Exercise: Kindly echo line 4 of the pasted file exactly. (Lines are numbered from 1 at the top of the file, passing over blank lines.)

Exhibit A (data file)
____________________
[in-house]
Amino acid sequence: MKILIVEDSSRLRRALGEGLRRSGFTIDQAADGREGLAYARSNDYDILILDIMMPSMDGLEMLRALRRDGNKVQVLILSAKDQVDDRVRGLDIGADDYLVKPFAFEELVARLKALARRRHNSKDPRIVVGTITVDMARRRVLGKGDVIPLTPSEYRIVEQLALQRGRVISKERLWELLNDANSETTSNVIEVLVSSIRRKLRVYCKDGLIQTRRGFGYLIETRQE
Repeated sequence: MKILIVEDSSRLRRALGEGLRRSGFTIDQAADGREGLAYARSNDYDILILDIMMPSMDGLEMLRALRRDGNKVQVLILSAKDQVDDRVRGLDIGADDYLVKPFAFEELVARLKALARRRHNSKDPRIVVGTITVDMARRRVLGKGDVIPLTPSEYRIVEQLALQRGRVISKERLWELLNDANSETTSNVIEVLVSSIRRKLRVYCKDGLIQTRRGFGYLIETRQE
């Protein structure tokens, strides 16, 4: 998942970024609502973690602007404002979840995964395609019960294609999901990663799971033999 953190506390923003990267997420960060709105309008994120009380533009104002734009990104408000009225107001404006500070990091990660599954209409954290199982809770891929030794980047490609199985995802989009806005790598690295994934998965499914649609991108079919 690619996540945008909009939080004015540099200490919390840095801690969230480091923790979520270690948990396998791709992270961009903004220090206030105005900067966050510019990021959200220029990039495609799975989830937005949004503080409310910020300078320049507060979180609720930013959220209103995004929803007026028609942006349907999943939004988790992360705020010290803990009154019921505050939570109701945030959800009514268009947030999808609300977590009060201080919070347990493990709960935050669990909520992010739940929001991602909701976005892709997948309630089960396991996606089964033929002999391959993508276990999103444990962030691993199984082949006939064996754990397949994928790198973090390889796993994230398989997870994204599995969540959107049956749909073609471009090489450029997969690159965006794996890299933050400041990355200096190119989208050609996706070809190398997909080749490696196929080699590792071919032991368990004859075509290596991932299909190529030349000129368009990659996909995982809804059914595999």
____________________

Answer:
């Protein structure tokens, strides 16, 4: 998942970024609502973690602007404002979840995964395609019960294609999901990663799971033999 953190506390923003990267997420960060709105309008994120009380533009104002734009990104408000009225107001404006500070990091990660599954209409954290199982809770891929030794980047490609199985995802989009806005790598690295994934998965499914649609991108079919 690619996540945008909009939080004015540099200490919390840095801690969230480091923790979520270690948990396998791709992270961009903004220090206030105005900067966050510019990021959200220029990039495609799975989830937005949004503080409310910020300078320049507060979180609720930013959220209103995004929803007026028609942006349907999943939004988790992360705020010290803990009154019921505050939570109701945030959800009514268009947030999808609300977590009060201080919070347990493990709960935050669990909520992010739940929001991602909701976005892709997948309630089960396991996606089964033929002999391959993508276990999103444990962030691993199984082949006939064996754990397949994928790198973090390889796993994230398989997870994204599995969540959107049956749909073609471009090489450029997969690159965006794996890299933050400041990355200096190119989208050609996706070809190398997909080749490696196929080699590792071919032991368990004859075509290596991932299909190529030349000129368009990659996909995982809804059914595999």